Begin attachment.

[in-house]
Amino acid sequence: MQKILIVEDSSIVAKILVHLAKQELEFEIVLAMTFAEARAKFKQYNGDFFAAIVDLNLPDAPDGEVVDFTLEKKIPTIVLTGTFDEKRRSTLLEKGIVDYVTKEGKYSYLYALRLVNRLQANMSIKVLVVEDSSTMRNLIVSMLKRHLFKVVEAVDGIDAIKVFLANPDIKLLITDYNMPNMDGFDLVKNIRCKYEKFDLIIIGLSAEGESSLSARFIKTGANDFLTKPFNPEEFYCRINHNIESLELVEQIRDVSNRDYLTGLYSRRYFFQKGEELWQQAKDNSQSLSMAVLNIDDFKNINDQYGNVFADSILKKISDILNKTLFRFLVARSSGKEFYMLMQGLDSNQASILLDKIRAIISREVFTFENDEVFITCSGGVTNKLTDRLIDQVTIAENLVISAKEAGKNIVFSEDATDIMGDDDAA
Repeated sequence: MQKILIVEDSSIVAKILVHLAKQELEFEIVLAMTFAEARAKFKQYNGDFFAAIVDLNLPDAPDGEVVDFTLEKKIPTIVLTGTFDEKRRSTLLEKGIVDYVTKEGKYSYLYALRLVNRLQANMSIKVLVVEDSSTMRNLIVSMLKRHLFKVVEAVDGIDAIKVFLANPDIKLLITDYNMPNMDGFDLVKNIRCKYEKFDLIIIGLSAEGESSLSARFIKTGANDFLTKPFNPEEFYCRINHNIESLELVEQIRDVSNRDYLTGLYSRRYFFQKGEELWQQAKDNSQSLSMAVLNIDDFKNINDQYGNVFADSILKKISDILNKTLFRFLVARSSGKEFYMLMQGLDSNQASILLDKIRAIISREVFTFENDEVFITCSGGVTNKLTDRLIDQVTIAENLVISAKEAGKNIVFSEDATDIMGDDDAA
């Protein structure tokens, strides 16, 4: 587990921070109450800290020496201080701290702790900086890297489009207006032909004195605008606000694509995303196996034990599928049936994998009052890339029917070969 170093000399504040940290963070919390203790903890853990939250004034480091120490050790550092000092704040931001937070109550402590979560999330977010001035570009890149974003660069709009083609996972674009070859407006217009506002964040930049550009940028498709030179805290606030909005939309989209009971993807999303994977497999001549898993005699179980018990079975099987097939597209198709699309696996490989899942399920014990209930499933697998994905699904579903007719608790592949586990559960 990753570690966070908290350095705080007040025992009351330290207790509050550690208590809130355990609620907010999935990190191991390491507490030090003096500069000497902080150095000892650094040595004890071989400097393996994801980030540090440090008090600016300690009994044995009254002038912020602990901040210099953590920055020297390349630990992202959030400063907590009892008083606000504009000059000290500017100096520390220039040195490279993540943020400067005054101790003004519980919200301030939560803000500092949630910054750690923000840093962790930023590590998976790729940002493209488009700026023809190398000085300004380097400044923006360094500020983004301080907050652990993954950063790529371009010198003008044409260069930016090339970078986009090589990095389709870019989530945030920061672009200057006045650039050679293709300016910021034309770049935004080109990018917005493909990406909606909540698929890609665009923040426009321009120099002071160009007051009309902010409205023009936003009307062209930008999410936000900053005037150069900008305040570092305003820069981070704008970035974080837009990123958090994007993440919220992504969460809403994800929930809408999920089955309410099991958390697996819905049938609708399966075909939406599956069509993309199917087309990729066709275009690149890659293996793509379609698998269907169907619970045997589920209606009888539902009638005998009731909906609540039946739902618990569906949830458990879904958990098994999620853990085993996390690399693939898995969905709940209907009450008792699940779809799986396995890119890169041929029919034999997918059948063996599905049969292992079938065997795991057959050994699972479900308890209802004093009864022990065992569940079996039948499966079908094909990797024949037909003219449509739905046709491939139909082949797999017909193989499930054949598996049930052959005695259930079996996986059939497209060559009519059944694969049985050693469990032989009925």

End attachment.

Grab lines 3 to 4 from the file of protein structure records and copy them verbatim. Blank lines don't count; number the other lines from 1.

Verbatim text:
Repeated sequence: MQKILIVEDSSIVAKILVHLAKQELEFEIVLAMTFAEARAKFKQYNGDFFAAIVDLNLPDAPDGEVVDFTLEKKIPTIVLTGTFDEKRRSTLLEKGIVDYVTKEGKYSYLYALRLVNRLQANMSIKVLVVEDSSTMRNLIVSMLKRHLFKVVEAVDGIDAIKVFLANPDIKLLITDYNMPNMDGFDLVKNIRCKYEKFDLIIIGLSAEGESSLSARFIKTGANDFLTKPFNPEEFYCRINHNIESLELVEQIRDVSNRDYLTGLYSRRYFFQKGEELWQQAKDNSQSLSMAVLNIDDFKNINDQYGNVFADSILKKISDILNKTLFRFLVARSSGKEFYMLMQGLDSNQASILLDKIRAIISREVFTFENDEVFITCSGGVTNKLTDRLIDQVTIAENLVISAKEAGKNIVFSEDATDIMGDDDAA
């Protein structure tokens, strides 16, 4: 587990921070109450800290020496201080701290702790900086890297489009207006032909004195605008606000694509995303196996034990599928049936994998009052890339029917070969 170093000399504040940290963070919390203790903890853990939250004034480091120490050790550092000092704040931001937070109550402590979560999330977010001035570009890149974003660069709009083609996972674009070859407006217009506002964040930049550009940028498709030179805290606030909005939309989209009971993807999303994977497999001549898993005699179980018990079975099987097939597209198709699309696996490989899942399920014990209930499933697998994905699904579903007719608790592949586990559960 990753570690966070908290350095705080007040025992009351330290207790509050550690208590809130355990609620907010999935990190191991390491507490030090003096500069000497902080150095000892650094040595004890071989400097393996994801980030540090440090008090600016300690009994044995009254002038912020602990901040210099953590920055020297390349630990992202959030400063907590009892008083606000504009000059000290500017100096520390220039040195490279993540943020400067005054101790003004519980919200301030939560803000500092949630910054750690923000840093962790930023590590998976790729940002493209488009700026023809190398000085300004380097400044923006360094500020983004301080907050652990993954950063790529371009010198003008044409260069930016090339970078986009090589990095389709870019989530945030920061672009200057006045650039050679293709300016910021034309770049935004080109990018917005493909990406909606909540698929890609665009923040426009321009120099002071160009007051009309902010409205023009936003009307062209930008999410936000900053005037150069900008305040570092305003820069981070704008970035974080837009990123958090994007993440919220992504969460809403994800929930809408999920089955309410099991958390697996819905049938609708399966075909939406599956069509993309199917087309990729066709275009690149890659293996793509379609698998269907169907619970045997589920209606009888539902009638005998009731909906609540039946739902618990569906949830458990879904958990098994999620853990085993996390690399693939898995969905709940209907009450008792699940779809799986396995890119890169041929029919034999997918059948063996599905049969292992079938065997795991057959050994699972479900308890209802004093009864022990065992569940079996039948499966079908094909990797024949037909003219449509739905046709491939139909082949797999017909193989499930054949598996049930052959005695259930079996996986059939497209060559009519059944694969049985050693469990032989009925």